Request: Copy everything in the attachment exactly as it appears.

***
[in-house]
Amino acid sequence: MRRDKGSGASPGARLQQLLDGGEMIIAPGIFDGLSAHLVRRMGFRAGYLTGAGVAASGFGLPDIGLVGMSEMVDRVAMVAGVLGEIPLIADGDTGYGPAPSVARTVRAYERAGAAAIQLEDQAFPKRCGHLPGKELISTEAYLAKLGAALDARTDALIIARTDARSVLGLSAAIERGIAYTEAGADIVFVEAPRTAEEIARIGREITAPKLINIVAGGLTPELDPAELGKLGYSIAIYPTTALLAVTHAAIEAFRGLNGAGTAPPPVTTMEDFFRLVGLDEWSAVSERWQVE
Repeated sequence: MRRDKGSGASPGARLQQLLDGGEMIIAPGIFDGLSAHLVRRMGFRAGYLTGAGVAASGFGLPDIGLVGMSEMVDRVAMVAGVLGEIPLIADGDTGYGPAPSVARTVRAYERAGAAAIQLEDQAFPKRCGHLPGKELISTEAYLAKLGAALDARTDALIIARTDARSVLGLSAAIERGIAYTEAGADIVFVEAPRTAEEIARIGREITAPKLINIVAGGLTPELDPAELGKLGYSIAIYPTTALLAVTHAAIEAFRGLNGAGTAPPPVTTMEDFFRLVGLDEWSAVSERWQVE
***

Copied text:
[in-house]
Amino acid sequence: MRRDKGSGASPGARLQQLLDGGEMIIAPGIFDGLSAHLVRRMGFRAGYLTGAGVAASGFGLPDIGLVGMSEMVDRVAMVAGVLGEIPLIADGDTGYGPAPSVARTVRAYERAGAAAIQLEDQAFPKRCGHLPGKELISTEAYLAKLGAALDARTDALIIARTDARSVLGLSAAIERGIAYTEAGADIVFVEAPRTAEEIARIGREITAPKLINIVAGGLTPELDPAELGKLGYSIAIYPTTALLAVTHAAIEAFRGLNGAGTAPPPVTTMEDFFRLVGLDEWSAVSERWQVE
Repeated sequence: MRRDKGSGASPGARLQQLLDGGEMIIAPGIFDGLSAHLVRRMGFRAGYLTGAGVAASGFGLPDIGLVGMSEMVDRVAMVAGVLGEIPLIADGDTGYGPAPSVARTVRAYERAGAAAIQLEDQAFPKRCGHLPGKELISTEAYLAKLGAALDARTDALIIARTDARSVLGLSAAIERGIAYTEAGADIVFVEAPRTAEEIARIGREITAPKLINIVAGGLTPELDPAELGKLGYSIAIYPTTALLAVTHAAIEAFRGLNGAGTAPPPVTTMEDFFRLVGLDEWSAVSERWQVE